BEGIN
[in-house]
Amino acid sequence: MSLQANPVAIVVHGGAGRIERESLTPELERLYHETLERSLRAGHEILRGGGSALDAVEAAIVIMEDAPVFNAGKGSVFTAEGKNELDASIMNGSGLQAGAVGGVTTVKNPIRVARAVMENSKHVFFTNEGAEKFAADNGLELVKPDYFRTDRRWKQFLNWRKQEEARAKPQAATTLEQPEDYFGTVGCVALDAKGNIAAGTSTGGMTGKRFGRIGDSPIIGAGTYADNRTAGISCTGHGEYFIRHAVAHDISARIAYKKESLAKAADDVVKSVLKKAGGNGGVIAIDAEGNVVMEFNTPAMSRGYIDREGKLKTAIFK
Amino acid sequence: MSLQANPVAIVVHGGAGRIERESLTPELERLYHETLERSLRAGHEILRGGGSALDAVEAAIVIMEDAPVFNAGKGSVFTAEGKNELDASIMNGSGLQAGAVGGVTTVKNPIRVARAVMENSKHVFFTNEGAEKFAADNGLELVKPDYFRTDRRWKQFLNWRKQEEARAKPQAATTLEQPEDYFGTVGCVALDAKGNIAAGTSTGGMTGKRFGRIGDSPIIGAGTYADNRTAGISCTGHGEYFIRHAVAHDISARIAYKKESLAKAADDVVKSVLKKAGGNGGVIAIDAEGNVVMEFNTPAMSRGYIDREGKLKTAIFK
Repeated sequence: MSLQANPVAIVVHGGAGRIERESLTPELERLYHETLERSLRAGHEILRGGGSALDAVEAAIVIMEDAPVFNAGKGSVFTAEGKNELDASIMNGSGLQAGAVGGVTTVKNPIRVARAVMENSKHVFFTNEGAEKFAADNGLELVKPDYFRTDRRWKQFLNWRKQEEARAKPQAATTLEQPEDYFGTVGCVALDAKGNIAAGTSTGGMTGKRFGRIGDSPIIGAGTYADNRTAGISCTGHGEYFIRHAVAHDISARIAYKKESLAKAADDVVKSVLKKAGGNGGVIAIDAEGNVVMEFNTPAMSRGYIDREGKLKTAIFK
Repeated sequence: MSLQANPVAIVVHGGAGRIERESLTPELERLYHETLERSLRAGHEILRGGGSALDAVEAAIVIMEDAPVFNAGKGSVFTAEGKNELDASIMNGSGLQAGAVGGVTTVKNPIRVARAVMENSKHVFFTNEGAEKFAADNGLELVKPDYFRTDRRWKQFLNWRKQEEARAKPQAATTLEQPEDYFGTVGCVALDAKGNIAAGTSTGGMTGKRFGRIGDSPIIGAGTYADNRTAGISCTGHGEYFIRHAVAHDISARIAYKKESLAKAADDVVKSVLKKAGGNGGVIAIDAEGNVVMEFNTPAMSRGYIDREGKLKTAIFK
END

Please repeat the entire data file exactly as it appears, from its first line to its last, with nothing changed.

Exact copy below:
[in-house]
Amino acid sequence: MSLQANPVAIVVHGGAGRIERESLTPELERLYHETLERSLRAGHEILRGGGSALDAVEAAIVIMEDAPVFNAGKGSVFTAEGKNELDASIMNGSGLQAGAVGGVTTVKNPIRVARAVMENSKHVFFTNEGAEKFAADNGLELVKPDYFRTDRRWKQFLNWRKQEEARAKPQAATTLEQPEDYFGTVGCVALDAKGNIAAGTSTGGMTGKRFGRIGDSPIIGAGTYADNRTAGISCTGHGEYFIRHAVAHDISARIAYKKESLAKAADDVVKSVLKKAGGNGGVIAIDAEGNVVMEFNTPAMSRGYIDREGKLKTAIFK
Amino acid sequence: MSLQANPVAIVVHGGAGRIERESLTPELERLYHETLERSLRAGHEILRGGGSALDAVEAAIVIMEDAPVFNAGKGSVFTAEGKNELDASIMNGSGLQAGAVGGVTTVKNPIRVARAVMENSKHVFFTNEGAEKFAADNGLELVKPDYFRTDRRWKQFLNWRKQEEARAKPQAATTLEQPEDYFGTVGCVALDAKGNIAAGTSTGGMTGKRFGRIGDSPIIGAGTYADNRTAGISCTGHGEYFIRHAVAHDISARIAYKKESLAKAADDVVKSVLKKAGGNGGVIAIDAEGNVVMEFNTPAMSRGYIDREGKLKTAIFK
Repeated sequence: MSLQANPVAIVVHGGAGRIERESLTPELERLYHETLERSLRAGHEILRGGGSALDAVEAAIVIMEDAPVFNAGKGSVFTAEGKNELDASIMNGSGLQAGAVGGVTTVKNPIRVARAVMENSKHVFFTNEGAEKFAADNGLELVKPDYFRTDRRWKQFLNWRKQEEARAKPQAATTLEQPEDYFGTVGCVALDAKGNIAAGTSTGGMTGKRFGRIGDSPIIGAGTYADNRTAGISCTGHGEYFIRHAVAHDISARIAYKKESLAKAADDVVKSVLKKAGGNGGVIAIDAEGNVVMEFNTPAMSRGYIDREGKLKTAIFK
Repeated sequence: MSLQANPVAIVVHGGAGRIERESLTPELERLYHETLERSLRAGHEILRGGGSALDAVEAAIVIMEDAPVFNAGKGSVFTAEGKNELDASIMNGSGLQAGAVGGVTTVKNPIRVARAVMENSKHVFFTNEGAEKFAADNGLELVKPDYFRTDRRWKQFLNWRKQEEARAKPQAATTLEQPEDYFGTVGCVALDAKGNIAAGTSTGGMTGKRFGRIGDSPIIGAGTYADNRTAGISCTGHGEYFIRHAVAHDISARIAYKKESLAKAADDVVKSVLKKAGGNGGVIAIDAEGNVVMEFNTPAMSRGYIDREGKLKTAIFK